• Ranthambhor : In 1300, Alauddin sent Ulugh Khan to march against Ranthambhor ruled by Rai Harmir. Alauddin had to personally take the command of the campaign. The siege lasted for over six months. Ultimately, the women inside the fort performed jauhar and Hamir Dev died fighting.
    • Chittor : In pursuance of the same policy, Alauddin attacked the kingdom of Chittor in 1303. After several assaults, the ruler of Chittor suddenly sent an offer of surrender to the Sultan on his own. Later, the fort was bestowed upon Maldeo, a son of the sister of the earlier ruler of Chittor, who remained loyal to Delhi till the end of Alauddin’s reign.
  • Deccan and Southward expansion:
    • Devagiri: in 1296, during governorship of Kara, Alauddin already plundered Devagiri.
      • in 1306-7, due to to immediate cause of not paying tribute, alauddin sent Malik Kafur against Rai Ram Chandra Dev of Devagiri. Ainul Mulk Multani and Alp Khan provided assistance. Rai Ram Chandra Dev surrendered and made protectorate. Alauddin policy was not to annex but to amass as much wealth as possible. Ram Chandra Dev was accorded great honour by the Sultan and restored to the throne of Devagiri in return for the assurance of regular and prompt payment of an annual tribute to the Sultan.
    • Further south: Malik Kafur’s careful handling of the affair of Devagiri enhanced Sultan’s confidence in his abilities as a military general and he decided to entrust him with the responsibility to make forays in the peninsular region in the South.
      • Acquisition of wealth from southern kingdoms and not actual territorial annexation seems to have been the prime motive in sending these expedition.
      • Sirpur and Warangal was also attacked and looted.
      • From Warangal (1310) enormous amount of wealth accumulated but not annexed and made a protectorate state.
      • In 2nd expedition to south, Dwarasamudra and Madura (Capital of Pandyas) : In both case wealth accumulated and made protectorate states.
    • Deccan and southward campaigns had two basic aim:
      • A formal recognition of the authority of Delhi Sultan over these regions.
      • The amassing of maximum wealth at the minimal loss of life.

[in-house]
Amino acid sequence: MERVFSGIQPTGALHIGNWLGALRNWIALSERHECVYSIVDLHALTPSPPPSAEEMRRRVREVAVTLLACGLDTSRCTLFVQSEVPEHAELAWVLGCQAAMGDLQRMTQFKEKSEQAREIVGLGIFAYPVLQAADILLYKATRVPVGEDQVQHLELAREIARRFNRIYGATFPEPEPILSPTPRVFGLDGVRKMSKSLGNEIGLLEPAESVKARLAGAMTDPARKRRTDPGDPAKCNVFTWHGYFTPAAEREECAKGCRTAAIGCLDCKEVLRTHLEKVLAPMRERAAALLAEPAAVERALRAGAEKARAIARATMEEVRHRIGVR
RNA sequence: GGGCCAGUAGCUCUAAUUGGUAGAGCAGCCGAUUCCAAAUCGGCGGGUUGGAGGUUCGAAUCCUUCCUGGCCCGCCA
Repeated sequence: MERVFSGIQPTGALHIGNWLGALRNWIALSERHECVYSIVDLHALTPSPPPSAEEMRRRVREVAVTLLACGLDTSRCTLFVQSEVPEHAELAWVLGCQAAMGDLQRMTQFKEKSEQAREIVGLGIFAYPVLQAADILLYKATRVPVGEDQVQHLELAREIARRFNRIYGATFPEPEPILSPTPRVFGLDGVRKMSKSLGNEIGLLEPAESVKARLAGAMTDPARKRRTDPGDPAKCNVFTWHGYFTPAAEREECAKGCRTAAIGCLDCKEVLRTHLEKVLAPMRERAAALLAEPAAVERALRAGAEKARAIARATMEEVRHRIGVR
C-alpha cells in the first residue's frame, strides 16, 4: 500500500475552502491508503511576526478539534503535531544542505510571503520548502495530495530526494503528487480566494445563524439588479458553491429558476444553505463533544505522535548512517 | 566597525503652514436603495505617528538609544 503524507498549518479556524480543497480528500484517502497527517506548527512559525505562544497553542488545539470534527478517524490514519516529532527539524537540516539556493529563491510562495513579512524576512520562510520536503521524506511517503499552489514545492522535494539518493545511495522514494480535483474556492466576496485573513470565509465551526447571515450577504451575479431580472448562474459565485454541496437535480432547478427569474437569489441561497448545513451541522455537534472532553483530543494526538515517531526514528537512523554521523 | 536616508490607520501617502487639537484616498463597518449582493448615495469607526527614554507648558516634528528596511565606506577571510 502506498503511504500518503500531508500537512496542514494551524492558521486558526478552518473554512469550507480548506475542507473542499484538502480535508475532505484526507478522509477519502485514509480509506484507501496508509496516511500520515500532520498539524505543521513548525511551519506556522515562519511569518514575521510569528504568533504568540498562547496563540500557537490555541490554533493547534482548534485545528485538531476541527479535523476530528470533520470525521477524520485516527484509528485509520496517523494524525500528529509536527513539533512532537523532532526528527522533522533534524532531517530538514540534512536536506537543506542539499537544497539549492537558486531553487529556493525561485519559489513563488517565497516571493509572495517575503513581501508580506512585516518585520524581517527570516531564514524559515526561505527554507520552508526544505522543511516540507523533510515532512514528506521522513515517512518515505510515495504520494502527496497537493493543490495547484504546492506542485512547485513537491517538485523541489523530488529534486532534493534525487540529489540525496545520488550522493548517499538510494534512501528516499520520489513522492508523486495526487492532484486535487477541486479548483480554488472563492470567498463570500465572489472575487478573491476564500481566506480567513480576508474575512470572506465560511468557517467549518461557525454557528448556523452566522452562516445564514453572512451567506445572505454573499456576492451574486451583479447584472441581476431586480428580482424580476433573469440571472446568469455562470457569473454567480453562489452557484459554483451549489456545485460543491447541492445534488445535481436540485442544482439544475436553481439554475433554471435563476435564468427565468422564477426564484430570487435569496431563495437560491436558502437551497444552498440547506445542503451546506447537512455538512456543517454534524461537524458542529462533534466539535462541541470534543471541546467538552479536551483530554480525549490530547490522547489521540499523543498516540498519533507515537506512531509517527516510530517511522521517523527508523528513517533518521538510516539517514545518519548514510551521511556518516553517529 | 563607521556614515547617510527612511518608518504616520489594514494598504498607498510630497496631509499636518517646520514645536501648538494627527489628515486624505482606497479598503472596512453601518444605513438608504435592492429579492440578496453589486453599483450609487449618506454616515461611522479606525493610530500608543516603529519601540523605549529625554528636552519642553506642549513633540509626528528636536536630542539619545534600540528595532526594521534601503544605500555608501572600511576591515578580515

• The policy of not annexing the conquered territories but accepting the acknowledgement of the Sultan’s suzerainty speaks of Alauddin’s political sagacity.
    • Amir Khusrau has given details of campaigns against southward kingdoms in his Khazain-ul Fatuh.
    • Within a year of Malik Kafur’s return from Ma’bar, developments in the Deccan called for a review of the policy of non-annexation. After Ram Dev (the ruler of Devagiri) died (1312), his son declared independence. So, Under Mubarak Khalji (the successor of Alauddin) Devagiri was annexed.
  • Allauddin’s effort to deal with Mongol challenge:
    • Mongol invasion of 1297-98 and 1299 was successfully repelled i.e. 1st two conquest was successful.
      • These successes made Allauddin relaxed.
    • But, by the end of 1299 Mongol appeared again and reached straight upto Delhi. Allauddin was taken aback. But, Alluddin showed a brave front and prevented Mongols from entering capital city. Delh was saved but this event was great shock for Allauddin. An able general Zafar Khan was killed during this fight.
      • Now Allauddin paid serious attention to this issue.
      • Strong rampant was created around Delhi as defense, all forts were repaired, strong millitary deployed at Samana and Dipalpur.
      • Large standing army was recruited.
    • In 1303, Mongols appeared again and reached Delhi. But, Allauddin created strong defenceline outside Siri. So, Mongols retreated without fight.
    • In 1305, Mongol appeared again and reached Doab region, bypassing Delhi. Allauddin forces under Malik Nayak defeated Mongols badly.